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  • \$\begingroup\$ There is an init in swift: docs.swift.org/swift-book/LanguageGuide/Initialization.html \$\endgroup\$ – muescha May 6 at 12:19
  • \$\begingroup\$ @muescha I'm not referring to init. I'm referring to the Objective-C class method initialize which Swift also had until Swift 3 (I think that's when it went away). \$\endgroup\$ – rmaddy May 6 at 16:16
  • \$\begingroup\$ I don't find this objective-c method with Google in older swift releases \$\endgroup\$ – muescha May 7 at 17:20
  • \$\begingroup\$ i just have no idea - can you help me: what is so different between the initialize and the init? Why you like to call an objective-c method in a pure swift implementation... \$\endgroup\$ – muescha May 7 at 17:22
  • \$\begingroup\$ @muescha See NSObject +load and +initialize - What do they do? for an explanation of what the Objective-C initialize method does. See Swift 3.1 deprecates initialize(). How can I achieve the same thing? for a discussion about Swift eliminating the same method. \$\endgroup\$ – rmaddy May 8 at 0:36
3
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Some thoughts:

  • Make formatter a static stored property (which are guaranteed to be lazily initialized only once). This allows to get rid of the backing property _formatter.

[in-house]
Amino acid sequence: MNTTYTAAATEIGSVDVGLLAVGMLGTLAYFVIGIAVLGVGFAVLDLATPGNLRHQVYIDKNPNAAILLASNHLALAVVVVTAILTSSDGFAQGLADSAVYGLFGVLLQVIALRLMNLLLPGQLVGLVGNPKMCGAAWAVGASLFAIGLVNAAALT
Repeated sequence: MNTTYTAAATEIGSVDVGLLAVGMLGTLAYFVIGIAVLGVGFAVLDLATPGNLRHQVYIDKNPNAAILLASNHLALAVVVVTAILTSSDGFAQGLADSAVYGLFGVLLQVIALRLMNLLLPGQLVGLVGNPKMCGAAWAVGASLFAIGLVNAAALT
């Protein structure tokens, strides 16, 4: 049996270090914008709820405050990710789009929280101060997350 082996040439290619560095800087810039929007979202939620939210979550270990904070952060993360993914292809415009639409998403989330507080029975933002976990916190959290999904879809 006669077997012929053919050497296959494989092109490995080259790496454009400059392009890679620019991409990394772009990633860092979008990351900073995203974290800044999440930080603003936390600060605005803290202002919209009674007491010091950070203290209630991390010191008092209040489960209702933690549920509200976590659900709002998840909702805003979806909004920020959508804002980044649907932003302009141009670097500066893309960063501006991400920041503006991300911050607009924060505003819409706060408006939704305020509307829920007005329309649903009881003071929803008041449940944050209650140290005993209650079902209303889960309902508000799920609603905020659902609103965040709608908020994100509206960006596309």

• For more clarity, move the reinitialization code to a separate method, as in your Objective-C version.
  • Do not cache the other static properties. For example, returning formatter.shortStandaloneMonthSymbols is only one indirection more than returning _shortMonthNames, but is simpler and allows to get rid of the remaining backing properties.
  • A minor point: The notification closure does not access the (notification) argument, which can therefore be replaced by _.

Putting it together, we have the following implementation:

public struct DateInfo {

    private static func reinitialize() {
        formatter = DateFormatter()
    }

    private static var formatter: DateFormatter = {
        // This closure is executed exactly once, on the first accesss of the `formatter` property.
        NotificationCenter.default.addObserver(forName: NSLocale.currentLocaleDidChangeNotification, object: nil, queue: nil) { _ in
            reinitialize()
        }
        return DateFormatter()
    }()

    public static var shortMonthNames: [String] {
        return formatter.shortStandaloneMonthSymbols
    }

    public static var longMonthNames: [String] {
        return formatter.standaloneMonthSymbols
    }

    public static var numberOfMonths: Int {
        return shortMonthNames.count
    }
}

Another option would be to use the typical Singleton pattern:

public class DateInfo {
    static let shared = DateInfo()

    private var formatter: DateFormatter

    private init() {
        formatter = DateFormatter()
        NotificationCenter.default.addObserver(forName: NSLocale.currentLocaleDidChangeNotification, object: nil, queue: nil) { _ in
            self.formatter = DateFormatter()
        }
    }

    public var shortMonthNames: [String] {
        return formatter.shortStandaloneMonthSymbols
    }

    public var longMonthNames: [String] {
        return formatter.standaloneMonthSymbols
    }

    public var numberOfMonths: Int {
        return shortMonthNames.count